Daniel Ammen, Confederate Military History, a library of Confederate States Military History: Volume 7.2, The Atlantic Coast (ed. Clement Anselm Evans), Chapter 7: operations against Charleston. (search)
the St. John's River, Florida, and desired a naval co-operation. This was at once given, the Mahaska, Dai Ching and Water Witch leaving forthwith. The force off Charleston was left in command of Commodore Rowan, and the admiral proceeded to Jacksonville. The National troops had landed at that point, and a considerable force gone into the interior. The admiral returned to Charleston, leaving the Mahaska, Ottawa, and Nor. which to second army operations. The Confederates, notwithstanding f danger, but the boat was not seen by any of them. The enemy not only used torpedo-boats with some success, but in the adjacent waters fixed torpedoes, which exploded on contact. By this means, in the St. John's River, fifteen miles above Jacksonville, on the 1st of April, the army transport Maple Leaf was sunk; and on the 10th of May, below the city, the transport Weed, and a third one later on. The navy steamer Harvest Moon, nearly one year later, was sunk in the same manner below Georget
Daniel Ammen, Confederate Military History, a library of Confederate States Military History: Volume 7.2, The Atlantic Coast (ed. Clement Anselm Evans), Chapter 9: reduction of Newbern—the Albemarle. (search)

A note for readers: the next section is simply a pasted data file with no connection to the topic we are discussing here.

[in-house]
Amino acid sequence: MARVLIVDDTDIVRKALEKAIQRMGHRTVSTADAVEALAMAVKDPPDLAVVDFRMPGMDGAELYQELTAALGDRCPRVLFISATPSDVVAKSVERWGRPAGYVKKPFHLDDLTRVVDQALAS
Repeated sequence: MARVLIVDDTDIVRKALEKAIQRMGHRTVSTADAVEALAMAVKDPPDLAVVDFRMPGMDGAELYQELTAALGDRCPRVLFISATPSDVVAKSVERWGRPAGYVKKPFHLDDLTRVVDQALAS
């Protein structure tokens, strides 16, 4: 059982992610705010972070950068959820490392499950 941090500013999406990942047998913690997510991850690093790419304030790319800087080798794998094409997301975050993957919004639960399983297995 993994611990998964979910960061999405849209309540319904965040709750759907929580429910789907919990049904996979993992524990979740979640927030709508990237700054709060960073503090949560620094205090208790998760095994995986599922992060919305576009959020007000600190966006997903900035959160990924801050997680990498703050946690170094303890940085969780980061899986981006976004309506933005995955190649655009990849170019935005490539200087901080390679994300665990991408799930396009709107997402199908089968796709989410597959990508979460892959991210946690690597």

and. The vessel was sunk near the entrance of the canal, and some fifty yards in length was filled in with trunks of trees, stumps, and brushwood. On his return he assisted Colonel Hawkins in destroying Confederate, commissary star stores on the Chowan, which was effected on the 7th of May. Lieutenant William B. Cushing had been given command of the steamer Ellis and was employed in blockading New River Inlet, which he entered on the 23d of November, 1862, with the object of going to Jacksonville, destroying any salt works found, and capturing such vessels as he might find. Five miles up he sighted a vessel with a cargo of cotton and turpentine, which was on the and abandoned by the enemy. At 1 P. M. he reached the town, thirty-five miles from the mouth of the river, where twenty-five stand of arms, a large mail, and two schooners were captured. At 2.30 P. M. the Ellis started down the river; at five an encampment was seen near the banks and thoroughly shelled. At the point wh
t seq. Houston, George, a Regulator, 68 et seq. Huzzar, the, 179 I. Indiana, regiments of: Twentieth, 173 Ingraham, Commodore D. N., proclamation of, concerning blockade at Charleston, 78 et seq., 82 I. N. Seymour, the, 177 Iosco, the, 218 Iris, the, 156 Iroquois, the, U. S. vessel, 7 Irwin, Lieutenant, 43; commended, 62 Isaac Smith, the, U. S. vessel, 17, 19, 21, 26, 37, 46, 49 et seq., 52, 72 et seq., 130 Ives, Captain T. P., 179 J. Jacksonville, Fla., 60 et seq. James Adger, the, 84 Jeffers, Lieutenant-Commanding William N., 177, 186 John Adams, the, U. S. sloop, 7 Johnson, Ensign M. L., conduct commended, 62; again commended, 102 Johnson, Neils, 69 Jones, Ensign, 200, 211 Jordan, Thomas, 78 Josselyn, of the Commodore Hull, 210 Judah, the, Confederate privateer, 69 Juniata, the, 156, 222, 228 K. Kansas, the, 210, 228 Kempff, Acting Master, 43 Keokuk, the, 90 et seq., 99 et seq., 116